Once again, I have some text, and some screen shots, for a post on the daily events in an SAP Virtual Learning Center course on End-To-End Root Cause Analysis, also known as “E2E100.” Today was probably the toughest day, with the initial energy and adrenaline burned off, the known and the unknown captured, plus we’re starting to bang around the training systems way off kilter from their pristine, trap set and baited state. As Somnath Manna notes in a comment to an earlier post, it takes discipline to focus on the course material and get our money’s worth. My commitment (to myself, really) to post each day is my way of reviewing the material to make sure I remember it. Writing it all up and putting it on SCN means anyone else can see my class notes, which is fine, but it also means that 18 months from now when I need to recall what how we did this, I’ll know where to look. I’m fairly sure SAP won’t purge this very soon.
Classroom training trick number one
Sometimes, in a training class, you’d like to save a screen shot, a test file, or another format for later perusal. Nothing proprietary, just settings like database parameters maybe, or the matrix of a report so you can show what is feasible. Except that the training system is protected from accidental change by locking things like the command prompt, FTP clients, etc. One word (ok 2): web browser. As long as the Internet isn’t disabled, you should be able to get to email access. Just don’t try to email install images. You would like a job to go back to, right?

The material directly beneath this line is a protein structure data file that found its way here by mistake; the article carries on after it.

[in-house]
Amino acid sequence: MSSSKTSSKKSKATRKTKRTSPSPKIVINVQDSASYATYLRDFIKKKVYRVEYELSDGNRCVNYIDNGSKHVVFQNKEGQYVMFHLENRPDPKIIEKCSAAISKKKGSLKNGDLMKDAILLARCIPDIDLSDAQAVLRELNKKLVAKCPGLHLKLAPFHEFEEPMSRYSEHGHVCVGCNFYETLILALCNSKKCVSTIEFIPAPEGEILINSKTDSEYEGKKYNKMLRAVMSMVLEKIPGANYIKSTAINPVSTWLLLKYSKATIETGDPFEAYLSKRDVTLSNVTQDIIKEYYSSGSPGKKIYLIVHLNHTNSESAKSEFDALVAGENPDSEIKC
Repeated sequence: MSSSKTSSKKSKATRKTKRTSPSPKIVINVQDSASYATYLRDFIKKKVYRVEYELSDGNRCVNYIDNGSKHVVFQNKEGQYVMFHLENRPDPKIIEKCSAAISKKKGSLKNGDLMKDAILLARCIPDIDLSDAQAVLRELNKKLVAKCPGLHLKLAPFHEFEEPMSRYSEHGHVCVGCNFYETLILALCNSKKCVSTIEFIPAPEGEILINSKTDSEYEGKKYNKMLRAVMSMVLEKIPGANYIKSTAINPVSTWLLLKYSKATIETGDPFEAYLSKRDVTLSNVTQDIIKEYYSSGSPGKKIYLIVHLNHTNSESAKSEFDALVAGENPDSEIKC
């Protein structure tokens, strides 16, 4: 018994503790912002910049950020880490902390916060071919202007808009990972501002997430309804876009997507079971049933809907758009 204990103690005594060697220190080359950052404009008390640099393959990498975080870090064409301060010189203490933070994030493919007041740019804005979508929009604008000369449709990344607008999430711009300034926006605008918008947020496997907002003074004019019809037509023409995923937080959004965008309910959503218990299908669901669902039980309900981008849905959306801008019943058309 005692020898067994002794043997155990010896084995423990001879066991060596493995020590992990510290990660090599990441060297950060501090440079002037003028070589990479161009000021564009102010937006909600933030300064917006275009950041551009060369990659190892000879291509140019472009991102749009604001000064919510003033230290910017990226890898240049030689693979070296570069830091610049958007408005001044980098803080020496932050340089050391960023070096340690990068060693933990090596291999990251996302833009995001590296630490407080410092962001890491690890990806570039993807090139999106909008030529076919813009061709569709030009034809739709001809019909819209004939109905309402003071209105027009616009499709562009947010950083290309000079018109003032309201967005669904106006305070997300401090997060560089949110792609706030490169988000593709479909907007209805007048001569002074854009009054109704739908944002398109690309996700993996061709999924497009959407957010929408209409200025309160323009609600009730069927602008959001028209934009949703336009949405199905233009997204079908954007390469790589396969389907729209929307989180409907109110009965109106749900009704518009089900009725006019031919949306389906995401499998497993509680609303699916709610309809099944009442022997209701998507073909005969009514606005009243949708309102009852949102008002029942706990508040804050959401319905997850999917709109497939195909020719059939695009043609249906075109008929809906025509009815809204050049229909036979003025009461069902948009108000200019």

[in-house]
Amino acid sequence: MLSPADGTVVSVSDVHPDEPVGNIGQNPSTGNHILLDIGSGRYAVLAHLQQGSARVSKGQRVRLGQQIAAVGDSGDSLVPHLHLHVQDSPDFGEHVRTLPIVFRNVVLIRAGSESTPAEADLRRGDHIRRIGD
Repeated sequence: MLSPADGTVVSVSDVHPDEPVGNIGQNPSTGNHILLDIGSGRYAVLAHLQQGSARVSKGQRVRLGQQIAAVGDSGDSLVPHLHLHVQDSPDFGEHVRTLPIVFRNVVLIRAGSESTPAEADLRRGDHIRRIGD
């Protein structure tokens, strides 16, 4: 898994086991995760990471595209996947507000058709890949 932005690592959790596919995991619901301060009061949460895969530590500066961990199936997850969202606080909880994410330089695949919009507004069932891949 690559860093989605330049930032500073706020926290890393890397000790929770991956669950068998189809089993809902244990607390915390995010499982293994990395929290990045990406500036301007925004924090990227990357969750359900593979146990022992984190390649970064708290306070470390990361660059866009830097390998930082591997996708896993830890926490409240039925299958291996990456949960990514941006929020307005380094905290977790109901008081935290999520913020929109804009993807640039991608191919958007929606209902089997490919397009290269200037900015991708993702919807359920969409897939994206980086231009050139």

I’m not about to share the course material, such as the instruction book. I think it is “fair use” for me to take screen shots and describe what I did in class. Many times, useful diagrams in the course material are found in similar style in previous slide shows, or in other online technical documentation. However, there is one image that I have been unable to locate. I’m struggling with how to share my thoughts on this design, or “use case” chart, while preserving the spirit of copyright rules. I certainly am not going to type it out, or duplicate it in another format.
The closest available document I found is called “How To Perform Root Cause Analysis for MDM with Solution Manager Diagnostics”, which of course is also copyrighted (version 1.0 / 2006) though as it can be found with a Google search I can tell you about it. Look on page 93. While the paper concentrates on MDM, the overall guidance can easily be adapted to other SAP target products. There are sections on Workload Analysis, Wily Introscope, Change Analysis, CPU performance, etc. Lo and behold, many of the roadmap directions send one on a detour to E2E100 instructions.
Fragility and Monotony